There’s a strong case to be made that, without Zack Snyder, the DCEU as fans know it would not exist. Snyder was the original architect of the cinematic universe, starting with Man of Steel in 2013 and continuing with Batman v Superman: Dawn of Justice in 2016, which in turn set up Justice League. Snyder set the tone for this big-screen version of the DC Comics universe, cast all the members of the Justice League and created the original vision for them, and set the stage for their heroics. Even more light-hearted movies like Shazam!, which couldn’t be further from Batman v Superman or Man of Steel in tone, still exists in a world where Snyder’s versions of Batman, Superman and Wonder Woman are celebrities. With all of that in mind, it only seems right that Snyder’s cut of Justice League should be considered the definitive one.
The Snyder Cut of Justice League becoming DCEU canon also opens up more possibilities thanks to the inclusion of more characters. For example, Kiersey Clemons’ Iris West could return in the upcoming Flash solo movie, and the Snyder Cut reportedly ends with a tease of the powerful villain Darkseid. If the latter becomes canon, it’s the perfect set-up for Justice League 2 – should Warner Bros. ever decide to actually move forward with it.
While there are cases to be made for both versions of Justice League being canon, the rather blunt conclusion is that it really doesn’t matter – because the DCEU as it existed in 2017 is already dead. Warner Bros. has since moved away from its ambitions of aping the Marvel Cinematic Universe and focused more on individual franchises and movies. For example, Todd Phillips’ Joker doesn’t fit into the DCEU at all; it features a different Joker than the one fans saw in Suicide Squad, and exists in a world that doesn’t appear to have any superheroes. Despite not having any of the inter-movie connectivity that Warner Bros. believed would be a recipe for success, Joker‘s box office totals were second only to Aquaman in the current era of DC movies.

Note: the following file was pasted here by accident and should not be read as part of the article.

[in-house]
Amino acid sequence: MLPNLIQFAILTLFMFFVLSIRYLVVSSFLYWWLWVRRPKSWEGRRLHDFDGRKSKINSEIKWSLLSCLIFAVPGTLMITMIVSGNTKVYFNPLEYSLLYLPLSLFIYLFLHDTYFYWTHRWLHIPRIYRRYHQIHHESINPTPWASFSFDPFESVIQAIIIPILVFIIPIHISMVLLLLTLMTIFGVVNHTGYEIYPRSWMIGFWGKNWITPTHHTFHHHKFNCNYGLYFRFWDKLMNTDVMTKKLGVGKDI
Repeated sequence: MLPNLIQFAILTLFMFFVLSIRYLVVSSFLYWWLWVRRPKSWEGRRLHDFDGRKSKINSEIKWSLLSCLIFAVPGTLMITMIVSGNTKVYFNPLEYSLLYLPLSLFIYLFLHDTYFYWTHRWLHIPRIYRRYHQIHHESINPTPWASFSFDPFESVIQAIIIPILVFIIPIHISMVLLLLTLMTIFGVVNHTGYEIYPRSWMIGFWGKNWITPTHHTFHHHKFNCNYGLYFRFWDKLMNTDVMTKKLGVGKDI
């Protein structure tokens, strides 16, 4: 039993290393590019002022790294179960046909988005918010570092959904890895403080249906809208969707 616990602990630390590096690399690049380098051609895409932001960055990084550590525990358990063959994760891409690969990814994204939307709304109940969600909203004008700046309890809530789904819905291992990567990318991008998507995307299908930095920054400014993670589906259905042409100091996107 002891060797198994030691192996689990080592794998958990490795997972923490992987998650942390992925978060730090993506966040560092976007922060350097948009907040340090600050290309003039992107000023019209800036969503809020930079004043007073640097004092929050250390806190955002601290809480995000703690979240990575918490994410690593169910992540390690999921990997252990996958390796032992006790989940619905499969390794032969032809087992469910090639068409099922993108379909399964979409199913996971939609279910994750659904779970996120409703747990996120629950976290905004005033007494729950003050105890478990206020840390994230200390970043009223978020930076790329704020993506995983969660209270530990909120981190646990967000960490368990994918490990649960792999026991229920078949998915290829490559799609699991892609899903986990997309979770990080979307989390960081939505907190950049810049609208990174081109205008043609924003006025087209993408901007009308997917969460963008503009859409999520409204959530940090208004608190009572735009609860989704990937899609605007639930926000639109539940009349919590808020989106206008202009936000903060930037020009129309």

Following the struggles faced by Batman v Superman and Justice League, Warner Bros. took a looser approach even with movies that are theoretically a part of DCEU canon. As mentioned above, subsequent films only featured minor references to the events of Justice League and left behind the grim and serious tone of Snyder’s movies in favor of more light-hearted traditional superhero antics. It’s hard to reconcile Pitbull’s “Africa”-sampling hip-hop song “Ocean To Ocean,” the featured song of Aquaman, existing in the same universe as Batman v Superman. The studio is even making a movie called The Suicide Squad as effectively a reboot of that sub-franchise, despite it featuring some of the same actors in the same roles as David Ayer’s Suicide Squad, so it seems like Warner Bros. is happy for DCEU canon to be a total mess.
The very fact that Zack Snyder’s Justice League is now being put together is a symptom of Warner Bros. letting go of the idea of a concrete DCEU canon, and embracing a looser narrative with more possibilities. And based on the success that the DCEU has seen since the low point of Justice League 2017, letting go of canon is probably a good thing.
More: Justice League’s Snyder Cut Will Be Better (But Will It Be Good?)